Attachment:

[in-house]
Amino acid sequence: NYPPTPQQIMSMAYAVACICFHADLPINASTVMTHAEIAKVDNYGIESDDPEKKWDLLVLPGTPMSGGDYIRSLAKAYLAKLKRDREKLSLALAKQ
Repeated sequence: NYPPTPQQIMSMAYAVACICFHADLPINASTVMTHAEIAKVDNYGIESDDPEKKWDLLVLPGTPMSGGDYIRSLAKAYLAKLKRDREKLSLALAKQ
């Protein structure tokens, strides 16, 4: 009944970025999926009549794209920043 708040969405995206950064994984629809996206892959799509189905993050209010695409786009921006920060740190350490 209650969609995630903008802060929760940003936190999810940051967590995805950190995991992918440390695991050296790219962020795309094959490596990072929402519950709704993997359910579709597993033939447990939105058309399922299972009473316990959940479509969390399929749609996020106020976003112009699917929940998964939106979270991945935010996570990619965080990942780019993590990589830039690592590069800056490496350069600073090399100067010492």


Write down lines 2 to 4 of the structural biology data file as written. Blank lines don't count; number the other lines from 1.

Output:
Amino acid sequence: NYPPTPQQIMSMAYAVACICFHADLPINASTVMTHAEIAKVDNYGIESDDPEKKWDLLVLPGTPMSGGDYIRSLAKAYLAKLKRDREKLSLALAKQ
Repeated sequence: NYPPTPQQIMSMAYAVACICFHADLPINASTVMTHAEIAKVDNYGIESDDPEKKWDLLVLPGTPMSGGDYIRSLAKAYLAKLKRDREKLSLALAKQ
């Protein structure tokens, strides 16, 4: 009944970025999926009549794209920043 708040969405995206950064994984629809996206892959799509189905993050209010695409786009921006920060740190350490 209650969609995630903008802060929760940003936190999810940051967590995805950190995991992918440390695991050296790219962020795309094959490596990072929402519950709704993997359910579709597993033939447990939105058309399922299972009473316990959940479509969390399929749609996020106020976003112009699917929940998964939106979270991945935010996570990619965080990942780019993590990589830039690592590069800056490496350069600073090399100067010492």